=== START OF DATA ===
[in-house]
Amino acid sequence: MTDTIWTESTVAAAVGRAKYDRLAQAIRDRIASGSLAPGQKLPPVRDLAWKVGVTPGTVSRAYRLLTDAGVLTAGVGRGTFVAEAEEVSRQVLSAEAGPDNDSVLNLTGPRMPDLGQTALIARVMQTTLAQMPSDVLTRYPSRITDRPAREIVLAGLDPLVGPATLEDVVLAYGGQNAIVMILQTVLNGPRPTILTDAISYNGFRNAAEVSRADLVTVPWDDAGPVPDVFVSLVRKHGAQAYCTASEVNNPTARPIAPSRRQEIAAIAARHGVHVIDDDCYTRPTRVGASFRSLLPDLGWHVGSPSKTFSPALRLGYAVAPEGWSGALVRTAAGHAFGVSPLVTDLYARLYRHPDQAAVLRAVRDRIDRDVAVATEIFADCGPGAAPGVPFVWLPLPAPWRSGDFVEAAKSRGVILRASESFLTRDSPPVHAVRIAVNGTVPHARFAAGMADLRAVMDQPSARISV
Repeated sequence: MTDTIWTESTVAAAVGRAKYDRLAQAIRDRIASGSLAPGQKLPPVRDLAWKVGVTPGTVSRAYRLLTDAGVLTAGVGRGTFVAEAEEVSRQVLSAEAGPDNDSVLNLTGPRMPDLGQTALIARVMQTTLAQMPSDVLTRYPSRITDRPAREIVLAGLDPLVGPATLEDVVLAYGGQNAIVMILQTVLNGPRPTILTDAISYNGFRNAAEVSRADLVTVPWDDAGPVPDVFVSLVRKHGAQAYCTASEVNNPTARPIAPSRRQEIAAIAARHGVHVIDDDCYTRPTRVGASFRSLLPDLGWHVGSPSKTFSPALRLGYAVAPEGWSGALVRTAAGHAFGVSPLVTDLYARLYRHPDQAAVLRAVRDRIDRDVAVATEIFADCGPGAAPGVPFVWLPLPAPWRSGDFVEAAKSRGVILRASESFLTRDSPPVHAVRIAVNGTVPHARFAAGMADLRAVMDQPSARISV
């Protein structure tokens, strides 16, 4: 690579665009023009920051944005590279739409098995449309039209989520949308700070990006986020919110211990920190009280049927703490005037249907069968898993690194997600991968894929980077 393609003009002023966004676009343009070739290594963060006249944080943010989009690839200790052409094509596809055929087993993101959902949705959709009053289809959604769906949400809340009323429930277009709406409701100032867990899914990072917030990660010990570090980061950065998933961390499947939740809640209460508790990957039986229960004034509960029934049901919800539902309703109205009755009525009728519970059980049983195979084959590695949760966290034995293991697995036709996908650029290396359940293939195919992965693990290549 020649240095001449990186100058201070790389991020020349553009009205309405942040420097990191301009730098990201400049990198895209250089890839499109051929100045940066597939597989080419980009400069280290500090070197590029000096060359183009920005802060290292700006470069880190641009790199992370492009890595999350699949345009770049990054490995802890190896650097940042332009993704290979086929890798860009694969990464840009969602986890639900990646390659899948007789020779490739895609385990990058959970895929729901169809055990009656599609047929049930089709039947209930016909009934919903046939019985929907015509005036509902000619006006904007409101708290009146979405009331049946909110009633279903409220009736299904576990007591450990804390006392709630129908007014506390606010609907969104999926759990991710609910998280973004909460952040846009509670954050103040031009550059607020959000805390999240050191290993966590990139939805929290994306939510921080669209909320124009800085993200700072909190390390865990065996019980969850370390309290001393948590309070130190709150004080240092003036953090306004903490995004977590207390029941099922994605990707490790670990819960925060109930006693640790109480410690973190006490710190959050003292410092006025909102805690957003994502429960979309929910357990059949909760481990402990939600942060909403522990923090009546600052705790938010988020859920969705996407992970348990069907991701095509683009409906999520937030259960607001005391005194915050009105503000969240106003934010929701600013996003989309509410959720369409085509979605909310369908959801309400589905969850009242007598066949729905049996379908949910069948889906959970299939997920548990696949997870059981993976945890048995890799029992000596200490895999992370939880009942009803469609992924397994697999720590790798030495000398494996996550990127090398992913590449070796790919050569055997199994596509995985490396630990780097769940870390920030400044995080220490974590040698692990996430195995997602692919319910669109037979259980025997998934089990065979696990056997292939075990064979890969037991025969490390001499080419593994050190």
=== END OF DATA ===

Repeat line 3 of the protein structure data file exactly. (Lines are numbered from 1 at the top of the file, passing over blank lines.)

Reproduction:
Repeated sequence: MTDTIWTESTVAAAVGRAKYDRLAQAIRDRIASGSLAPGQKLPPVRDLAWKVGVTPGTVSRAYRLLTDAGVLTAGVGRGTFVAEAEEVSRQVLSAEAGPDNDSVLNLTGPRMPDLGQTALIARVMQTTLAQMPSDVLTRYPSRITDRPAREIVLAGLDPLVGPATLEDVVLAYGGQNAIVMILQTVLNGPRPTILTDAISYNGFRNAAEVSRADLVTVPWDDAGPVPDVFVSLVRKHGAQAYCTASEVNNPTARPIAPSRRQEIAAIAARHGVHVIDDDCYTRPTRVGASFRSLLPDLGWHVGSPSKTFSPALRLGYAVAPEGWSGALVRTAAGHAFGVSPLVTDLYARLYRHPDQAAVLRAVRDRIDRDVAVATEIFADCGPGAAPGVPFVWLPLPAPWRSGDFVEAAKSRGVILRASESFLTRDSPPVHAVRIAVNGTVPHARFAAGMADLRAVMDQPSARISV